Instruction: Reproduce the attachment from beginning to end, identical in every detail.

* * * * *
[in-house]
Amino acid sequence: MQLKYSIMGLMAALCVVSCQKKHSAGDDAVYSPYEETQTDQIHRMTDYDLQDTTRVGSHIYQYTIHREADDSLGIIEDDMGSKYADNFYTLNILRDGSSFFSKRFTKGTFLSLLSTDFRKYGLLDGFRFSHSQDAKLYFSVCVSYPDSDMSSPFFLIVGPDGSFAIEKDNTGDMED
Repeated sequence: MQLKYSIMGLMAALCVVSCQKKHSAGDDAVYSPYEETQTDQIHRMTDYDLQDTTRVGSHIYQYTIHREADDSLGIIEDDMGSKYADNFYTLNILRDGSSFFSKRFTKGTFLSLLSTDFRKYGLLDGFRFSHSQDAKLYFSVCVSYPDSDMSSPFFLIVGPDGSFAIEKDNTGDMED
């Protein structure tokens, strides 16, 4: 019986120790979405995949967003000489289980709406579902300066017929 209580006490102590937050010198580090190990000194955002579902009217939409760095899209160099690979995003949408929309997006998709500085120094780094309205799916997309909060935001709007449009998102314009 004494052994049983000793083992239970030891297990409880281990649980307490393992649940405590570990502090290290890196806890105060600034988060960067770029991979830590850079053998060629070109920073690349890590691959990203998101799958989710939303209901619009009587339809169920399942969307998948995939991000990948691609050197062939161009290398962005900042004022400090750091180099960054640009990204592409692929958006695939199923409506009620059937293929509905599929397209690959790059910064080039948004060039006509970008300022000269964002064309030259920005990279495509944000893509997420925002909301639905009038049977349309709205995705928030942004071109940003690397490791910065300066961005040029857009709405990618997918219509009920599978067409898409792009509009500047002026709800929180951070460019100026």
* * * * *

[in-house]
Amino acid sequence: MQLKYSIMGLMAALCVVSCQKKHSAGDDAVYSPYEETQTDQIHRMTDYDLQDTTRVGSHIYQYTIHREADDSLGIIEDDMGSKYADNFYTLNILRDGSSFFSKRFTKGTFLSLLSTDFRKYGLLDGFRFSHSQDAKLYFSVCVSYPDSDMSSPFFLIVGPDGSFAIEKDNTGDMED
Repeated sequence: MQLKYSIMGLMAALCVVSCQKKHSAGDDAVYSPYEETQTDQIHRMTDYDLQDTTRVGSHIYQYTIHREADDSLGIIEDDMGSKYADNFYTLNILRDGSSFFSKRFTKGTFLSLLSTDFRKYGLLDGFRFSHSQDAKLYFSVCVSYPDSDMSSPFFLIVGPDGSFAIEKDNTGDMED
């Protein structure tokens, strides 16, 4: 019986120790979405995949967003000489289980709406579902300066017929 209580006490102590937050010198580090190990000194955002579902009217939409760095899209160099690979995003949408929309997006998709500085120094780094309205799916997309909060935001709007449009998102314009 004494052994049983000793083992239970030891297990409880281990649980307490393992649940405590570990502090290290890196806890105060600034988060960067770029991979830590850079053998060629070109920073690349890590691959990203998101799958989710939303209901619009009587339809169920399942969307998948995939991000990948691609050197062939161009290398962005900042004022400090750091180099960054640009990204592409692929958006695939199923409506009620059937293929509905599929397209690959790059910064080039948004060039006509970008300022000269964002064309030259920005990279495509944000893509997420925002909301639905009038049977349309709205995705928030942004071109940003690397490791910065300066961005040029857009709405990618997918219509009920599978067409898409792009509009500047002026709800929180951070460019100026």